Rummanah Aasi
  In April I attended a graphic novel seminar at Northwestern University that was hosted by Reading With Pictures, a nonprofit organization that advocates the use of comics in schools. The seminar was attended by graphic novel writers and illustrators along with teachers and librarians. I learned so much from the seminar as well as walked away with lots of graphic novels that I need to read. The Age of Bronze series by Eric Shanower is one of the series that was on the top of my list. The Age of Bronze is a seven volume series on the Trojan War. Shanower combines both mythology and recent archaeological findings in his graphic novels. The series has been nominated for an Eisner Award, a prestigious award for graphic novelists. The first volume in the series is called Age of Bronze Volume 1: A Thousand Ships.

Description: A Thousand Ships collects the first nine issues of the comic book saga, beginning with Paris herding cattle on the slopes of Mount Ida and ending with the thousand ships of the Achean fleet supposedly sailing off to Troy to rescue Helen. The first part of the volume tells of how Paris learned that he was really Alexander, Prince of Troy, the dark omen surrounding his birth, and how he abducts Helen. The second half of the volume tells the Achean army was assembled, including cunning Odysseus and the strong, young Achilles.

Review: I was blown away by A Thousand Ships. At first I was skeptical about the series, especially when I learned that the Greek gods are not present in the series at all. I already witnessed the failure of that deletion in the awful movie Troy and was expecting the same thing in the graphic novel, but that didn't happen at all. The Greek gods are indirectly present in the dreams, visions, and sacrifices made by the various cast of characters in the graphic novel. In Shanower's rendition of the Trojan War, the supernatural is downplayed and the human element is emphasized.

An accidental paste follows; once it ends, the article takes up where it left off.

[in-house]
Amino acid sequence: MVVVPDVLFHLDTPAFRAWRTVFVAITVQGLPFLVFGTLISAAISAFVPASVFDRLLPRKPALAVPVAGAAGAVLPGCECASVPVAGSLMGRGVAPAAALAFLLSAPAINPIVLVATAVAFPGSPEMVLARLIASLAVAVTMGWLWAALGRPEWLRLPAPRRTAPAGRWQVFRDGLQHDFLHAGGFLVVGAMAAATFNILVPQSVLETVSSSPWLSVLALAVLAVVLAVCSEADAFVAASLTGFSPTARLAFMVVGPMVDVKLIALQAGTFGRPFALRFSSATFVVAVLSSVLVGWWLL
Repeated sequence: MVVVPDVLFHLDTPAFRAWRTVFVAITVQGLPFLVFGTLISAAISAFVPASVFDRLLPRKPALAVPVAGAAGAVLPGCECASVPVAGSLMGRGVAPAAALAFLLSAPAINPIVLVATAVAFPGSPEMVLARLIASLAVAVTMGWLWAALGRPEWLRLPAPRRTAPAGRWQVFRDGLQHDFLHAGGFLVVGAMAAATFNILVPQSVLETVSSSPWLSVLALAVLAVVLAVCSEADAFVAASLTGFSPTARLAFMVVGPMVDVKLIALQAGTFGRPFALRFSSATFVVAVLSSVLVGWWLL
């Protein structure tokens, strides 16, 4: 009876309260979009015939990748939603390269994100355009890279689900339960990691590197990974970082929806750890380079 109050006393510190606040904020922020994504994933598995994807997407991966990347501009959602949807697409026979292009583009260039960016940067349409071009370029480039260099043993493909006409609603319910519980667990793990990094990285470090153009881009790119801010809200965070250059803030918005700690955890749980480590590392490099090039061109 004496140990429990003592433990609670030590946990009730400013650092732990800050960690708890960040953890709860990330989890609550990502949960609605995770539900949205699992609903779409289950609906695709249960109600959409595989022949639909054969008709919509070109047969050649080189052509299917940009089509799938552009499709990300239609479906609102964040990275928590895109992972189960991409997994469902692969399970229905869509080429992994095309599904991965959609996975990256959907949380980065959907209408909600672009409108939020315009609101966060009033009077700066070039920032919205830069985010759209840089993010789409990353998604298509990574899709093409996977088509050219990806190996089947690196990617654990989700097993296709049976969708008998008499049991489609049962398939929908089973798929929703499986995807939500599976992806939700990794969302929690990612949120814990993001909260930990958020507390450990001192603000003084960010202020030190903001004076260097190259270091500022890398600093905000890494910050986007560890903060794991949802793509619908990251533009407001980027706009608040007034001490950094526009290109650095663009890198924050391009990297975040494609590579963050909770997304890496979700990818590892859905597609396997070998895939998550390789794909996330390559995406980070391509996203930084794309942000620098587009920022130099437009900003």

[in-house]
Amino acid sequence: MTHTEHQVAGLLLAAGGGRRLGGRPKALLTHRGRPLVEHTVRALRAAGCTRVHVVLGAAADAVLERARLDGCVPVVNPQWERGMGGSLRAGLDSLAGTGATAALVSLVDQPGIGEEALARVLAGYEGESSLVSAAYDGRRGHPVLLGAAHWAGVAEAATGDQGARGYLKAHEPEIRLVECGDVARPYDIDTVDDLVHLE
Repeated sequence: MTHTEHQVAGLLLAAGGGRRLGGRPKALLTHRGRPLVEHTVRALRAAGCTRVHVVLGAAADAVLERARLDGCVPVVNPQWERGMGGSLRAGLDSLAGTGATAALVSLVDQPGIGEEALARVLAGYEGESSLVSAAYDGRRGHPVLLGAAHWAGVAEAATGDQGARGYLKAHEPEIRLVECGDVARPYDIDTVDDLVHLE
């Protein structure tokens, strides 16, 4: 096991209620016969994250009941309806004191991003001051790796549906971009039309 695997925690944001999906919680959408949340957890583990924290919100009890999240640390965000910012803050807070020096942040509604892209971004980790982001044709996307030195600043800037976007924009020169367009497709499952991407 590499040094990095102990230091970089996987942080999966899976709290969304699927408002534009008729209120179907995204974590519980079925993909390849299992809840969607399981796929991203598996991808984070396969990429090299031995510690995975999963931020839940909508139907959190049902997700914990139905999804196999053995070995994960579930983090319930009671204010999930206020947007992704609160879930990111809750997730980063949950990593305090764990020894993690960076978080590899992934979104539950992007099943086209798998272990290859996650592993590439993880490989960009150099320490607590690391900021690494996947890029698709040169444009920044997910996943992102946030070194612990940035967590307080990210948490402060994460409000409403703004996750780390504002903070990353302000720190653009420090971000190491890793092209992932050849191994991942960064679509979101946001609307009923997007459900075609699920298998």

I was in awe on how Shanower seamlessly blends the various myths surrounding the Trojan War, including the judgement of Paris, Helen's abduction, and the discovery of Achilles amongst Nestor's children, with the culture and customs of Ancient Greece. Those familiar with Greek mythology will pick up these myths early on. I also found new myths that I wasn't familiar with before in this volume too. It is evident that Shanower has well researched his subject and provides a thorough bibliography at the end of the volume along with a glossary of names of all the characters as well as two family trees.
  Shanower makes all of his main characters stay true to themselves. Teachers and students who are struggling to make sense out of Homer's Illiad will find A Thousand Ships a very useful resource. This series is a must read for all Greek mythology fans. I will definitely be reading this entire series.

Rating: 5 stars

Words of Caution: There are some sex scenes in the graphic novel that follow the mythology and culture of Ancient Greece. There is also frontal and dorsal nudity of women and men in these scenes. There are animal sacrifices in the novel too. For the reasons listed above, I would recommend this series to mature teens and adults only.

Curriculum Connections: Social Studies and English- Greek Mythology

If you like book, try: The Age of Bronze Volume 2: The Sacrifice by Eric Shanower
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